By Marcia Smith
The White House announced [September 26th] that the first meeting of the National Space Council will take place on October 5, 2017 at the National Air and Space Museum’s Udvar-Hazy center outside Washington, D.C. President Trump reestablished the Space Council in June and its first meeting has been much anticipated in the space community.
The Space Council is chaired by Vice President Mike Pence. During a visit to NASA’s Marshall Space Flight Center [September 25th], Pence said only that the meeting would take place “in a few short weeks.” The White House issued a press release this afternoon with the date and location.
The meeting is entitled “Leading the Next Frontier: An Event with the National Space Council.” Experts from the civil, commercial and national security space sectors will speak, but a list of the participants has not yet been released.
Pence said the meeting will bring together all the space sectors “for the first time in a quarter century,” a reference to the fact that the last meeting of a National Space Council was under President George H.W. Bush. The National Space Council was created in the 1989 NASA Authorization Act, followed by an April 20, 1989 Executive Order from Bush. It met throughout the Bush presidency, chaired by Vice President Dan Quayle. The Clinton, George W. Bush and Obama administrations, however, chose not to fund or staff the Space Council although it continued to exist in law.
The Trump Administration reestablished it in June. Scott Pace, a highly respected member of the space policy community who has served in a number of positions in the government and academia over his career, was named its Executive Secretary in July. Most recently, Pace was Director of the Space Policy Institute at George Washington University.
The members of the Space Council are the following (names in parentheses are the people currently serving in those positions)
- Vice President, who shall be Chairman (Mike Pence)
- Secretary of State (Rex Tillerson)
- Secretary of Defense (James Mattis)
- Secretary of Commerce (Wilbur Ross)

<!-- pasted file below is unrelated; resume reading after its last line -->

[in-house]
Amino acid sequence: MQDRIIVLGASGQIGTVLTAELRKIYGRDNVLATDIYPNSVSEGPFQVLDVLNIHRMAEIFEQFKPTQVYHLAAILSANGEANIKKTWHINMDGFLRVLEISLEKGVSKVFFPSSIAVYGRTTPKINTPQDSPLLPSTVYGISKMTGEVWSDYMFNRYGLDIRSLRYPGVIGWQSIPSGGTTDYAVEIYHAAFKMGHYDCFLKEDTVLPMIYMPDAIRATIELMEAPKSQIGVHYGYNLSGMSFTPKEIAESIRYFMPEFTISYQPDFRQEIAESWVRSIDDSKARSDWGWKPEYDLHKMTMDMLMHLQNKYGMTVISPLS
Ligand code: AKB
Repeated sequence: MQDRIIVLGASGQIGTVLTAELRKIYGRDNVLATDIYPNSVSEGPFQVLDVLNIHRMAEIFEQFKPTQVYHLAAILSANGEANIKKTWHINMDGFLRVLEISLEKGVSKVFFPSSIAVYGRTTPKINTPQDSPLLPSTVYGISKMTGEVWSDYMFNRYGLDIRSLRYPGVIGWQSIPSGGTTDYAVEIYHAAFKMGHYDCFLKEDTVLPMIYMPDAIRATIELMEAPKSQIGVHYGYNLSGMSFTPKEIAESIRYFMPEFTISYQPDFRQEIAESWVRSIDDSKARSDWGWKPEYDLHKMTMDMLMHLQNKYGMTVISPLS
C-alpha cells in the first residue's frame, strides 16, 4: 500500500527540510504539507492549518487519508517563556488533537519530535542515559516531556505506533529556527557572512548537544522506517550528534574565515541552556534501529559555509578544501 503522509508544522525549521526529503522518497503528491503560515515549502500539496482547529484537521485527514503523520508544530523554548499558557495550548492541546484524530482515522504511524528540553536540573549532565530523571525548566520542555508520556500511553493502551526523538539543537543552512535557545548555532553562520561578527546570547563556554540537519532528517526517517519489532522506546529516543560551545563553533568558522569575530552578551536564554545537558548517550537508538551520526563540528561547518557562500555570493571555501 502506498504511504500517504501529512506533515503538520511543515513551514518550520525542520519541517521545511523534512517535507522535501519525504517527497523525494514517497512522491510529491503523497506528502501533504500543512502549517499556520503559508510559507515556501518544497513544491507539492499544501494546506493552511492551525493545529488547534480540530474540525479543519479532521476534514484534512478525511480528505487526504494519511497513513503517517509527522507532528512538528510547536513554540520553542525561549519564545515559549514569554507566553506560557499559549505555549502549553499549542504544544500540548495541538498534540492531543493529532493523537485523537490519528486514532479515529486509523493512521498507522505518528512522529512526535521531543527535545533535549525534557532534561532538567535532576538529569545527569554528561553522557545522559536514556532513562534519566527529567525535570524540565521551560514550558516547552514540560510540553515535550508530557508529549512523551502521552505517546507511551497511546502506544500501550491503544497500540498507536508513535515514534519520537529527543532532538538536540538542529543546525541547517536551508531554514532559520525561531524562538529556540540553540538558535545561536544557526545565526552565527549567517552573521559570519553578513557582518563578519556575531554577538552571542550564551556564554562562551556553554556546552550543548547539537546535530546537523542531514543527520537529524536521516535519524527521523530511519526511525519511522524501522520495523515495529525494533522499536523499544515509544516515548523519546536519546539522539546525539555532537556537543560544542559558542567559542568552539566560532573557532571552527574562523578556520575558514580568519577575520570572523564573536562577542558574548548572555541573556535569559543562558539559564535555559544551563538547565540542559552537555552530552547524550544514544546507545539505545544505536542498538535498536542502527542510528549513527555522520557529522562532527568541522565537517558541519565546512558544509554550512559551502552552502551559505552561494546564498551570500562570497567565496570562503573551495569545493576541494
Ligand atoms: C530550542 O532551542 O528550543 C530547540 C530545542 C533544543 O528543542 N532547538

- Secretary of Transportation (Elaine Chao)
- Director of the White House Office of Management and Budget (Mick Mulvaey)
- Assistant to the President for National Security Affairs (H.R. McMaster)
- Director of the White House Office of Science and Technology Policy (vacant, Michael Kratsios is Deputy Assistant to the President and de facto acting director)
- Director of National Intelligence (Dan Coats)
- Secretary of Homeland Security (vacant, Elaine Duke is acting)
- Assistant to the President for Homeland Security and Counterterrorism (Tom Bossert)
- Administrator of the National Aeronautics and Space Administration (vacant, Robert Lightfoot is acting)
- Chairman of the Joint Chiefs of Staff (Gen. Joseph Dunford, Jr.)
- heads of other executive departments and agencies and other senior officials within the Executive Office of the President as determined by the Chairman
Further details about the meeting are forthcoming.
Many in the space community have high hopes for the Space Council to develop an integrated U.S. space policy and strategy across the civil, commercial and national security space sectors. Most aspects of space policy are implemented though space programs. Programs need funding. Others therefore wonder whether the Space Council, even with the leadership of the Vice President, will be able to extract the funds needed from the White House Office of Management and Budget (OMB) in debates over Trump Administration budget priorities.
This article (First National Space Council Meeting Announced for October 5, 2017) was originally published on Space Policy and syndicated by The Event Chronicle.